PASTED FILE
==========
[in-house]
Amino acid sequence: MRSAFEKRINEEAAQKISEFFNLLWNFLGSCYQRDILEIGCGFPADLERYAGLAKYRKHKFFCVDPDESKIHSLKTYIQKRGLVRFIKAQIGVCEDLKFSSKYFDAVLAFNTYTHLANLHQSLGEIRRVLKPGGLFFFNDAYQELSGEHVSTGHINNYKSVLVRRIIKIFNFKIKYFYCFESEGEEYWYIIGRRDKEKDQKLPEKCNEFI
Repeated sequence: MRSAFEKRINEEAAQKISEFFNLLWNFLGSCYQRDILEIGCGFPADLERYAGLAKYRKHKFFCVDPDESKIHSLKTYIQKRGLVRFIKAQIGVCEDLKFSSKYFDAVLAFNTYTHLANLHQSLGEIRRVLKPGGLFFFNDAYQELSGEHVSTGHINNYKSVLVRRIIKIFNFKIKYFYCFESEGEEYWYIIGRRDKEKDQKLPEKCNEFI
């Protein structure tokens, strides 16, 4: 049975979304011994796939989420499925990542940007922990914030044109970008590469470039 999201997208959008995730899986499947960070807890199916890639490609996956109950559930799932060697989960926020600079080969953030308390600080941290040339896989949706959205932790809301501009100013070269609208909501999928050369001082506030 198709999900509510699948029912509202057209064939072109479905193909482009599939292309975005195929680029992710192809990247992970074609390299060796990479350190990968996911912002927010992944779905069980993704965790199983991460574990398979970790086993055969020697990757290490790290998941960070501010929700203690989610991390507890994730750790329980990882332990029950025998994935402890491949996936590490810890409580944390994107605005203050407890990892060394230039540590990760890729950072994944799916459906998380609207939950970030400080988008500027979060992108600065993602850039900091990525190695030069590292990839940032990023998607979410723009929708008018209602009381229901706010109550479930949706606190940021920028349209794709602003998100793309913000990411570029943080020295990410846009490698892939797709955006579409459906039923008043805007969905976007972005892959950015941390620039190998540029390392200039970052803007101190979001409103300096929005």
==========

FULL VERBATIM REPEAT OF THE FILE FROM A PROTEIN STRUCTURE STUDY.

[in-house]
Amino acid sequence: MRSAFEKRINEEAAQKISEFFNLLWNFLGSCYQRDILEIGCGFPADLERYAGLAKYRKHKFFCVDPDESKIHSLKTYIQKRGLVRFIKAQIGVCEDLKFSSKYFDAVLAFNTYTHLANLHQSLGEIRRVLKPGGLFFFNDAYQELSGEHVSTGHINNYKSVLVRRIIKIFNFKIKYFYCFESEGEEYWYIIGRRDKEKDQKLPEKCNEFI
Repeated sequence: MRSAFEKRINEEAAQKISEFFNLLWNFLGSCYQRDILEIGCGFPADLERYAGLAKYRKHKFFCVDPDESKIHSLKTYIQKRGLVRFIKAQIGVCEDLKFSSKYFDAVLAFNTYTHLANLHQSLGEIRRVLKPGGLFFFNDAYQELSGEHVSTGHINNYKSVLVRRIIKIFNFKIKYFYCFESEGEEYWYIIGRRDKEKDQKLPEKCNEFI
């Protein structure tokens, strides 16, 4: 049975979304011994796939989420499925990542940007922990914030044109970008590469470039 999201997208959008995730899986499947960070807890199916890639490609996956109950559930799932060697989960926020600079080969953030308390600080941290040339896989949706959205932790809301501009100013070269609208909501999928050369001082506030 198709999900509510699948029912509202057209064939072109479905193909482009599939292309975005195929680029992710192809990247992970074609390299060796990479350190990968996911912002927010992944779905069980993704965790199983991460574990398979970790086993055969020697990757290490790290998941960070501010929700203690989610991390507890994730750790329980990882332990029950025998994935402890491949996936590490810890409580944390994107605005203050407890990892060394230039540590990760890729950072994944799916459906998380609207939950970030400080988008500027979060992108600065993602850039900091990525190695030069590292990839940032990023998607979410723009929708008018209602009381229901706010109550479930949706606190940021920028349209794709602003998100793309913000990411570029943080020295990410846009490698892939797709955006579409459906039923008043805007969905976007972005892959950015941390620039190998540029390392200039970052803007101190979001409103300096929005």